Commercial bread-baking industry has been showing increasing interest in computational fluid dynamics (CFD) to model the complex mass and heat transfer processes involved in bread baking, with the aim of reducing cooking times without compromising bread quality.

In forced convection ovens (also called “direct fired” ovens), a common oven typology, hot air is injected in the baking chamber by nozzles located on the ceiling and the floor of the chamber. Bread loaves are placed on a tray located at equal distance from the ceiling and the floor, as shown schematically in Fig. 1.

Air temperature uniformity in the baking chamber is a key factor to ensure uniform heat transfer and then product quality. Following Khatir et al. (2011ab), temperature uniformity in an oven baking chamber can be defined by the parameter defined in Eq. (1):

where is the temperature of the air flowing through the nozzles fitted on the baking chamber walls, is the baking domain and is the air temperature at point of the baking chamber. By the definition in Eq. (1), the optimisation of the oven design consists in finding the set of design parameters that minimises the root mean square temperature variation .

**Methodology**

In mathematical terms, the oven design optimisation implies finding a global minimum of the function . HyGP was used to generate a global metamodel of : due to oven simmetry, was modelled only on a portion of the baking chamber. Three parameters defining oven and nozzles characteristics were considered as independent variables, as done in Khatir et al. (2011b):

– the nozzle jet diameter (),

– the dimensionless nozzle-to-surface distance ()

– the nozzle jet velocity ().

The CFD model of the oven baking chamber and the input variables are described in Fig. 2.

CFD simulations provided values on a Latin hypercube DoE made of 30 points, used as building data set. As by definition is positive in the whole domain, such knowledge was exploited to improve HyGP symbolic regression through the use of the penalisation introduced in Armani 2014, Section 5.4, Chapter 5. The sign of was checked on an additional data set C made of 120 points generated using a full factorial DoE in the region [5; 20] [2; 10] [8; 40]. For the HyGP experiment, 12 independent evolutions were performed, each using a population of 300 individuals for a maximum number of 200 generations. As functional primitives addition, subtraction, multiplication, power, shift, square, cube, sine, cosine, hyperbolic sine, hyperbolic cosine, hyperbolic tangent, exponential were selected.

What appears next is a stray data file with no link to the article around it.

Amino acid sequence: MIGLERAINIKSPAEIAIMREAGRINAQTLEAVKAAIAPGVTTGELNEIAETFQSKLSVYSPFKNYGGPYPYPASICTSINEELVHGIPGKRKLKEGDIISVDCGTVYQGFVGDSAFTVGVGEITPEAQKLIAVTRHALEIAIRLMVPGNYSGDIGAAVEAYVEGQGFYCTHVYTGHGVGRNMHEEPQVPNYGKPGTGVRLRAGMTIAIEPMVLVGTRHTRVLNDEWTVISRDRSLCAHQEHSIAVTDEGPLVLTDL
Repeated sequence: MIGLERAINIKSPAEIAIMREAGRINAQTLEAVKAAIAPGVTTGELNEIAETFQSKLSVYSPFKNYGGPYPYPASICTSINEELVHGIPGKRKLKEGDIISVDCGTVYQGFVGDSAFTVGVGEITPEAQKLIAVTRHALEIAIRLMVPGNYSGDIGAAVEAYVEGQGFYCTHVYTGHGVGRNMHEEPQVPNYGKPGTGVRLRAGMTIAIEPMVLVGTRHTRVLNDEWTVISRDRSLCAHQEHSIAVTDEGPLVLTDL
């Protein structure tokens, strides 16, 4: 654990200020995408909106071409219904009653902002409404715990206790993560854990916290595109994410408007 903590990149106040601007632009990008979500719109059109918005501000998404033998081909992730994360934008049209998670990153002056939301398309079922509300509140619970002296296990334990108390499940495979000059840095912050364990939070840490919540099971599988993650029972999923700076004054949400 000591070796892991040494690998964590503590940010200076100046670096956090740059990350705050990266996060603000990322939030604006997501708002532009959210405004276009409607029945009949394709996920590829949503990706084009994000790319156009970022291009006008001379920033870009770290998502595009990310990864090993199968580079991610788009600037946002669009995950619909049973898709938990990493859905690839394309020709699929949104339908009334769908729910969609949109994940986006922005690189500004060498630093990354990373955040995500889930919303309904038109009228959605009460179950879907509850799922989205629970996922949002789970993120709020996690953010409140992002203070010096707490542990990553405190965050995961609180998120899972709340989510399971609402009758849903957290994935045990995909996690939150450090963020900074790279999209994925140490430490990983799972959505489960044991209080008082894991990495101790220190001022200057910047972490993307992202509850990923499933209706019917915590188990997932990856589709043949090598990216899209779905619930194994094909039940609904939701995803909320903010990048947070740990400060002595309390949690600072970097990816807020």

The best metamodel found by HyGP is shown in Eq. (2):

Although the generated metamodel shown above is quite accurate on the building data set (RMSE = 4.62702e-02, R2 = 0.999296), its response was found to be positive only inside the hypercube [5; 20] [2:75; 8] [8; 39:7]. This may be explained considering that the used HyGP aggregated fitness gathers conflicting objectives: RMSE minimisation on building data set may hinder the minimisation of the distance of the metamodel responses from the feasible region. An attempt to visualise the behaviour of the metamodel at the boundaries of the hypercube [5; 20] [2:75; 8] [8; 39:7] is shown in Fig. 3a.

**Results of the optimisation**

In the second stage of the analysis, a GA was used to find the minimum of the metamodel as defined in Eq. (2) in the hypercube [5; 20] [2:75; 8] [8; 39:7]. In Table 1 the minimum found is compared with the minimum of another metamodel generated by MLSM using the same input data. The values returned by the metamodels were validated with the responses returned by CFD simulations in the minima locations (Khatir et al. 2011b), reported in fourth column.

Table 1: Minima found using metamodels generated by HyGP and MLSM

technique {;; } from CFD rel. error

{ [mm], [ ], [m/s] } [K] [K] %

MLS + GA {20.00, 6.82, 38.12} 1.16 1.22 4.9%

HyGP + GA {13.80, 7.31, 39.70} 1.07 1.14 6.1%

The estimates provided by HyGP and MLSM metamodels are affected by relative errors of the same order of magnitude (see fifth column in Table 1). The small size of the building data set may have been the main cause of the poor accuracy of the metamodels.

**Conclusions**

Despite its lower accuracy, HyGP metamodel helped discover an optimal design characterised by a value of (1.14) lower than the one corresponding to the optimum found on MLSM metamodels (1.22). Moreover, HyGP metamodel explicit expression has the intrinsic advantage that it can be easily used to perform Monte Carlo-based sensitivity analysis.

The metamodel defined in Eq. (2) is shown in Fig. 3b, 3c, 3d setting each variable to a constant value: the dot in the figures represents the minimum found by GA.

Figure 3: Behaviour of metamodel (Eq. (2)) on the boundaries of the hypercube [5; 20] [2:75; 8] [8; 39:7] and around the minimum

**References**

- Z. Khatir, J. Paton, H. Thompson, N. Kapur, V.V. Toropov, M. Lawes, and D. Kirk. Computational fluid dynamics (cfd) investigation of air flow and temperature distribution in a small scale bread-baking oven. Applied Energy, In Press, Corrected Proof, 2011a
- Z. Khatir, H. Thompson, N. Kapur, V.V. Toropov, J. Paton, and M. Lawes. The application of computational fluid dynamics (cfd) and oven design optimisation in the british breadbaking industry. In Proceedings of the Eighth International Conference on CFD in Oil & Gas, Metallurgical and Process Industries (SINTEF/NTNU), Trondheim, Norway, 2011b.
- U. Armani, Development of a hybrid genetic programming technique for computationally expensive optimisation problems. PhD thesis, School of Civil Engineering, University of Leeds, UK, 2014